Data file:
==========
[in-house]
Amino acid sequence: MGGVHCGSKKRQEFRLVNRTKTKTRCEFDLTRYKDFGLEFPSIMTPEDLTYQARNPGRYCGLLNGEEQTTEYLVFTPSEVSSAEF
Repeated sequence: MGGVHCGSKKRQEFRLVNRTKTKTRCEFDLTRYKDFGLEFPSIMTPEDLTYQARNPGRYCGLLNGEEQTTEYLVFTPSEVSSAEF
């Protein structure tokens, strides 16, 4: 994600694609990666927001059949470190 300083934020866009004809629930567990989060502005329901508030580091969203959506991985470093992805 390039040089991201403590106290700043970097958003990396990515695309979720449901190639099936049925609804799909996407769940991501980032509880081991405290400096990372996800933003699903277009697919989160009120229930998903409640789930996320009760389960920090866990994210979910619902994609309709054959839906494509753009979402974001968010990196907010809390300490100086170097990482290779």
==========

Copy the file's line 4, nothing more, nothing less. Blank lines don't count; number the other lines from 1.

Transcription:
């Protein structure tokens, strides 16, 4: 994600694609990666927001059949470190 300083934020866009004809629930567990989060502005329901508030580091969203959506991985470093992805 390039040089991201403590106290700043970097958003990396990515695309979720449901190639099936049925609804799909996407769940991501980032509880081991405290400096990372996800933003699903277009697919989160009120229930998903409640789930996320009760389960920090866990994210979910619902994609309709054959839906494509753009979402974001968010990196907010809390300490100086170097990482290779």